MORE than 130 people packed Milland Village Hall to voice their objections against plans to turn the former St Cuthman’s School, on the edge of Stedham, into a new boarding school for socially-disadvantaged children.
The meeting was chaired by Anne Reynolds, chairman of Woolbeding with Redford Parish Council who told the meeting the campaign group was fighting the ‘Surreyfication’ of West Sussex.
“This is a test case for the national park authority,” she told the meeting, “and we really must stop it.”
Mrs Reynolds described the scheme to bus up to 600 13- to 18-year-olds from Stockwell in London to the Stedham site, where they would board four nights a week, as a ‘back of an envelope scheme’ which had many flaws.
An artist’s impression of the school is pictured on the front page.
Campaigners fighting the scheme have employed traffic and planning consultants Kevin Archard and Paul Butt.
Mr Archard said traffic consultants had identified concerns which had not been addressed by the applicants. “Fundamental problems associated with highways and transportation have not been addressed,” he said.
He believed transporting 600 children 58 miles to and from London at the beginning and end of every week was contrary to both national and local transport policies.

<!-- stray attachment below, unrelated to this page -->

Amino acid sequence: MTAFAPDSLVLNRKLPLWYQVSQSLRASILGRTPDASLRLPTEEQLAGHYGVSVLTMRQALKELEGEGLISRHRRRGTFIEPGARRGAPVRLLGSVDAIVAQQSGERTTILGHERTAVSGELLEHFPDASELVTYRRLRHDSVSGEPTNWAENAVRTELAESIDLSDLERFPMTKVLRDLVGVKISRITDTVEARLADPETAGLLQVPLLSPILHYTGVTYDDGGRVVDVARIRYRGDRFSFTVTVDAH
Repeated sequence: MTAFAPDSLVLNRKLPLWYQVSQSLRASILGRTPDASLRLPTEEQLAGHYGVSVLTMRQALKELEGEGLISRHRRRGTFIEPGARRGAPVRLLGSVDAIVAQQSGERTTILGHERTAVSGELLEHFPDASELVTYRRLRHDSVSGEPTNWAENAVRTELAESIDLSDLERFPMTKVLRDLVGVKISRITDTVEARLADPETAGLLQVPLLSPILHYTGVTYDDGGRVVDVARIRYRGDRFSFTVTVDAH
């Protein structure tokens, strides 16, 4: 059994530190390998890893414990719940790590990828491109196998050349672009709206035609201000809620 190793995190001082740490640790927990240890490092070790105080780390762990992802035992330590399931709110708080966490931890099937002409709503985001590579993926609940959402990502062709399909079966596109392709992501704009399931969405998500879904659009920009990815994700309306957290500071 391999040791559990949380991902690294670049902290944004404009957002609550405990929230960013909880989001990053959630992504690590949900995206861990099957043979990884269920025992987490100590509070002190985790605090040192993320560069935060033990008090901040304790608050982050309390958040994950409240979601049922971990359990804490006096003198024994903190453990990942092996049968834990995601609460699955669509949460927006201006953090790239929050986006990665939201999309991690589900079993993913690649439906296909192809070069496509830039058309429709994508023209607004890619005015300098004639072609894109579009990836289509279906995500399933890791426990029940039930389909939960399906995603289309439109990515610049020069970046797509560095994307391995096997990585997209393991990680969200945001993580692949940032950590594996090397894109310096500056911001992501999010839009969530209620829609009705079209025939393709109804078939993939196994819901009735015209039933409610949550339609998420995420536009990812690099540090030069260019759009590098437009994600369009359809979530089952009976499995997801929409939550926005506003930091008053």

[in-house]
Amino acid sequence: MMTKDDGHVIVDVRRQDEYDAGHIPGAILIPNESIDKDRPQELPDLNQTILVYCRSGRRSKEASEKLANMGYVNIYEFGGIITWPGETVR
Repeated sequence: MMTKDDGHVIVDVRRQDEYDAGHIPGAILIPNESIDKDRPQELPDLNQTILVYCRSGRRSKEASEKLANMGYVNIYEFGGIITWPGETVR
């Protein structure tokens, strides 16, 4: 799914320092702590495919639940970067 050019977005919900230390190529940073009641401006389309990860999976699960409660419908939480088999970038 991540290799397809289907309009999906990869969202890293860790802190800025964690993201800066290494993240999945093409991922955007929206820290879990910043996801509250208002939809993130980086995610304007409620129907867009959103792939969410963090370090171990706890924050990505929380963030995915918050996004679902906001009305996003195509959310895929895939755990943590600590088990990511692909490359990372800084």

He also told the meeting the preferred routes identified were not suitable for coaches.
The developers’ transport strategy was, said Mr Archard, ‘convoluted, onerous, unenforceable and impractical’.
VOLUME OF TRAFFIC
He was also concerned about the volume of traffic during the construction period which would he said amount to some 80 vehicle movements a day.
Mr Butt told the meeting: “The main issue as far as I can see is whether the benefit of the development, the need for the school, outweighs all the harm which would be caused to the site in the national park and to the Grade II-listed building on the site.”
He urged people to write to the park authority setting out their own experiences of the site ‘and giving an understanding of the importance of the site to the community’.
Objectors to the scheme, who have been told the pupils will not be allowed off the site during the week, said they could not therefore see the point of bringing them to the rural setting.
They have also questioned the Durand Academy’s running costs estimates of £0.7m a year.
Experts have told them these will be more like £2.6m a year and campaigners said they feared the school would fail on financial grounds.
“We have got a white elephant here,” said one speaker. “What happens if it fails?
“The next application will be for housing.”
Speakers questioned the expertise and numbers of staff planned at the new school which was described as ‘a Travelodge approach to boarding’.